All subjects underwent a complete ophthalmic and orthoptic assessment including cycloplegic refraction and full correction of the refractive error if any. Measurement of the angle of deviation was obtained in all patients at distance (6 m) and near (33cm) in primary position with fixation on accommodative targets employing the alternate prism bar cover test (PBCT) with appropriate spectacle correction based on retinoscopy. In patients with near distance disparity in measurements, they were repeated after unilateral patching for 6 h and using +3D lenses in front of each eye to distinguish true disparity from false and then to classify them according to Kushner's classification [11] of X(T).

Near stereoacuity was measured by Random dot, Randot Stereotest (Stereo Optical Co, Chicago, IL) with subjects wearing polaroid spectacles. Test stereogram was held at a distance of 40 cm from the subject during testing. Patients with refractive errors wore their spectacles under their polaroid lenses. Patients were asked to determine which circle in each successive group appeared to "pop out of the page". This procedure was repeated until two mistakes were made successively. Threshold stereoacuity level was recorded in seconds of arc.

Distance stereoacuity was measured with polaroid stereoprojector apparatus (Pradovit, Germany) using special paired slides, with the patient standing at 6 m from the screen and wearing polaroid glasses. Slides used for measuring distance stereoacuity have five geometrical shapes each of a different level of distance stereo disparity of 200, 400, 660, 800 and 933 arc seconds respectively [Figure - 1]. Slides in pair are placed in the carousel of the stereoprojector. Polaroid dissociation stereoprojector [Figure - 2] is a twin projector instrument used to dissociate the two eyes by using the phenomenon of polarization of light. The twin projectors are provided with polaroid filters, which convert the non-polarized light into polarized light of particular orientation. The orientation of polarization is vertical in one projector and horizontal in the other. The image by polarized light falls on the highly polished aluminum screen, which retains the polarized nature of the light. The image is seen with polaroid glasses in which the polarized filters of appropriate orientation are incorporated. Thus the polarized glasses (filters over the projector and polaroid goggles) allow the image carried by light in a particular polarization and cut off the other image and provide the dissociated images to the two eyes, despite the two eyes being open.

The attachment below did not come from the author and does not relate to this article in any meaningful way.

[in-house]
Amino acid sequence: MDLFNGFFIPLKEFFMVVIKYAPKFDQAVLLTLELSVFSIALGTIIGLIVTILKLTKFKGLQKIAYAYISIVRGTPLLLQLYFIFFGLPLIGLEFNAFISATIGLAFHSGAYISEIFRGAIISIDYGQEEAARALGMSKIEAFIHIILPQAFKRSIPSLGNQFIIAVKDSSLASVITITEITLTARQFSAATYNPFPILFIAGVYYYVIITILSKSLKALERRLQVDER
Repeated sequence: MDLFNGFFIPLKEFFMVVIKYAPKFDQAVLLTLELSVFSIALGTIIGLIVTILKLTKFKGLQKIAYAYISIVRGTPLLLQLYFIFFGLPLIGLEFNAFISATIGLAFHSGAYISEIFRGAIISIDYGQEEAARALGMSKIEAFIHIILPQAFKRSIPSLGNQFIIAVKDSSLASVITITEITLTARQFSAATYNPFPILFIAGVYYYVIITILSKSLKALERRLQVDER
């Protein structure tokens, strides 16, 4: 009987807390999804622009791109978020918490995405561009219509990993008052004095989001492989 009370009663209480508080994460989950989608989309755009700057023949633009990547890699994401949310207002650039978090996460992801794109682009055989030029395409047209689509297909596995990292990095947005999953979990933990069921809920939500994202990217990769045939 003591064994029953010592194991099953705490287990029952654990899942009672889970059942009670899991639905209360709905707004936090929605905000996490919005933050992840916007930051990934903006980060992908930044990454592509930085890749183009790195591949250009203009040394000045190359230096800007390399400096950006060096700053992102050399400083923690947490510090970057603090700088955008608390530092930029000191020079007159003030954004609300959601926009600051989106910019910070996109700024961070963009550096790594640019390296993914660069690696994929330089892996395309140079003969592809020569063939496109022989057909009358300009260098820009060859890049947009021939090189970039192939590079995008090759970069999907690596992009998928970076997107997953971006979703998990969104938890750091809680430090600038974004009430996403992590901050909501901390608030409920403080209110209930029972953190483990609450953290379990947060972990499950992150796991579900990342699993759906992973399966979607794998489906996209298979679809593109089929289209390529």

The fusional vergences were measured for both distance (6 m) and near fixation (33 cm) with prism bar, after neutralization of deviation. Prism strength was increased slowly and stepwise and patient was asked to report when the fixation object appears double. The prism power was noted as the break point and this was confirmed with the observation of the eye deviating out. The prism power was then reduced again slowly and stepwise and the point at which the patient regained single vision was noted. This was recorded as the recovery point. Both convergence and divergence breakup and recovery points were measured.